Interest Groups

An Introduction to Metadata - E-Discovery, Information Governance & Cyber Security Section News

Get the news you want the way you want it: click the RSS button in the right corner to add this feed to your RSS reader, or click here to subscribe to this content. By subscribing, you’ll find this news on your Member Account page, and the latest articles will be emailed to you in your customized IndyBar E-Bulletin e-newsletter.

E-Discovery, Information Governance & Cyber Security Section News

Posted on: Jun 4, 2020

Stephanie L. Gutwein, Faegre Drinker Biddle & Reath LLP 

What is metadata?
“Metadata” is “data about data.” See Palar v. Blackhawk Bancorp. Inc., No. 11-4039, 2013 WL 1704302, at *1 (C.D. Ill. Mar. 19, 2013). Metadata should not be confused with “native” documents because metadata and production of a document in “native” format are not the same thing. “[P]roduction of an electronic document in ‘native format’ does not result in production of ‘metadata.’” Palar, 2013 WL 1704302 at *1. 

The types of metadata for a particular file or document will depend on the electronically stored information (ESI) type. For example, in an email, metadata likely will include information such as the subject, sender, recipient(s) and date of the email. A Microsoft Word document will typically have metadata such as file name and size, the date the file was created and modified, how many times the document has been altered and the document’s creator.

When do metadata issues arise?

Civil Litigation

The Federal Rules of Civil Procedure do not specifically address metadata. However, Federal Rule of Civil Procedure 26 and 34 may bear on a client’s obligation to produce metadata, and practitioners should review these rules carefully.

Courts routinely require parties to specifically request metadata before they will order an opposing party to produce it, and they are less inclined to find discovery deficiencies related to a failure to produce metadata when a requesting party did not request that metadata in advance. See, e.g., Pace v. Int’l Mill Serv., Inc., No. 205 CV 69, 2007 WL 1385385, at *2 (N.D. Ind. May 7, 2007) (rejecting plaintiff’s argument that Rule 34 automatically requires parties to produce metadata); Williams v. Sprint/United Mgmt., 230 F.R.D. 640, 651 (D. Kan. 2005) (holding that production of documents that does not contain metadata satisfies Rule 34 “[a]bsent a special request for metadata (or any reasonable basis to conclude the metadata was relevant to the claims and defenses in the litigation), and a prior order of the court based on a showing of need”); MetLife Investors USA Ins. Co. v. Lindsey, No. 2:16-CV-97, 2018 WL 5292222, at *1 (N.D. Ind. Oct. 25, 2018) (rejecting producing party’s contention that producing documents in non-searchable PDF format satisfied its obligations under Rule 34 because production failed to comply with the parties’ agreement during their initial case-management conference planning meeting to produce ESI in native format to the extent possible, but rejecting receiving parties’ argument that they were entitled to all metadata associated with production because they had not specifically requested it). Id.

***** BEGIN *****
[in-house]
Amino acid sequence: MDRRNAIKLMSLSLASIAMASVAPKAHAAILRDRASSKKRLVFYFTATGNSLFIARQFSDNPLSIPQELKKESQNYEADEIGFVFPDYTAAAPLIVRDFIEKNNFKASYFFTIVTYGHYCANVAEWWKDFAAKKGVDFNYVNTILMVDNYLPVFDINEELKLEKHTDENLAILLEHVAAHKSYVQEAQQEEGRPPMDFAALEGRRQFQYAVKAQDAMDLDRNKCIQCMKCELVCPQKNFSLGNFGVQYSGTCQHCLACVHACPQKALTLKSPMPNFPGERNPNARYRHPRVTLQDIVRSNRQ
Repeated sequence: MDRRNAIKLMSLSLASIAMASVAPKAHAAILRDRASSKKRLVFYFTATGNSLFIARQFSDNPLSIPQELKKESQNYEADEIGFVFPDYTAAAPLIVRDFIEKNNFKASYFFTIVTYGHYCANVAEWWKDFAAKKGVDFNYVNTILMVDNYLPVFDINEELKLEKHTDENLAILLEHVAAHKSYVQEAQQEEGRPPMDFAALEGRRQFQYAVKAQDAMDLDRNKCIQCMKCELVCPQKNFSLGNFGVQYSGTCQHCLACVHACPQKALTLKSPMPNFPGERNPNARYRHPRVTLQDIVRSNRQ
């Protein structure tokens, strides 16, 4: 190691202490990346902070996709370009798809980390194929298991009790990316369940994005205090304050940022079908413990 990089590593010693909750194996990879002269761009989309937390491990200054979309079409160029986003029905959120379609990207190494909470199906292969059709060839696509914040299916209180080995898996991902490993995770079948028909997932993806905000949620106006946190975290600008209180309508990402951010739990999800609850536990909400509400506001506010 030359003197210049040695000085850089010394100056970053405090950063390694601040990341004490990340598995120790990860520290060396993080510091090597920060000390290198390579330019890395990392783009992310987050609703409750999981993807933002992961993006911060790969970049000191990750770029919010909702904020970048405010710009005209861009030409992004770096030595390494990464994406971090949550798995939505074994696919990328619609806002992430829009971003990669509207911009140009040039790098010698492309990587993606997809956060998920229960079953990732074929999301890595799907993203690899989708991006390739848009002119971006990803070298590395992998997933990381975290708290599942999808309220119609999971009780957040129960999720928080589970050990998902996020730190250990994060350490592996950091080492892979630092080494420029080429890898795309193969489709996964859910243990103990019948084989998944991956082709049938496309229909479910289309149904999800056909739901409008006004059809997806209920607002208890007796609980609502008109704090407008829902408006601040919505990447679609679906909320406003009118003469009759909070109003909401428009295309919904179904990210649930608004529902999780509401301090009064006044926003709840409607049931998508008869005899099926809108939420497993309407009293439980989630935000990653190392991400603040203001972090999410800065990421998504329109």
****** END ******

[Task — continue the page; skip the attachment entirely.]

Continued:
However, once parties have agreed to produce certain metadata, courts tend to hold parties to that agreement. See, e.g., Eli Lilly & Co. v. Wockhardt Ltd., No. 1:08-CV-1547-WTL-TAB, 2010 WL 2605855, at *1 (S.D. Ind. June 22, 2010).

Courts also are not in agreement over the costs associated with e-discovery work that a party may recover. See, e.g., CSP Techs., Inc. v. Sud-Chemie AG, No. 4:11-CV-00029-RLY, 2015 WL 2405528, at *1 (S.D. Ind. May 20, 2015) (analyzing law within and outside of the Seventh Circuit and holding that defendants could recover nearly $95,000 for the fees of the Clerk, the cost for transcripts, the e-discovery costs for scanning, OCR, Bates labeling, TIFF/PDF conversion, image/file copy, and litigation copies but could not recover of the costs associated with document collection, password recovery, searching, data hosting/electronic storage services, and the fee for an e-discovery specialist). Prevailing parties thus should not overlook or omit costs associated with their e-discovery work when petitioning to recover costs at the end of litigation. Occasionally, courts permit recovery of these costs and may be more inclined to do so in cases where the requesting party demanded large volumes of metadata with the productions, requiring the producing party to incur extra expense to comply with the requests.

Criminal Litigation

Metadata can be relevant in criminal proceedings as well. For example, in United States v. Cherry, 920 F.3d 1126, 1129 (7th Cir. 2019), a criminal defendant challenged the propriety of his conviction based in part on his allegation that the government failed to provide him with exculpatory evidence. After arresting an individual involved in a drug deal outside of Chicago, a member of the Chicago Police Force and Drug Enforcement Agency task force photographed the car in which the drug deal occurred, the bag containing the drugs that was inside the car, and cash that officers also found at the scene. Cherry, 920 F.3d at 1131. All of the photographs bore the same time stamp, so there was no way to determine the order in which the officer took the photographs, and the officer testified that he could not recall. Id. The defendant wanted to use this evidence to support his argument that the bag had been sealed before the officers found it, and, therefore, the contraband had not been in plain view. But the government had not produced the metadata to support or refute this argument. Id. at 1132.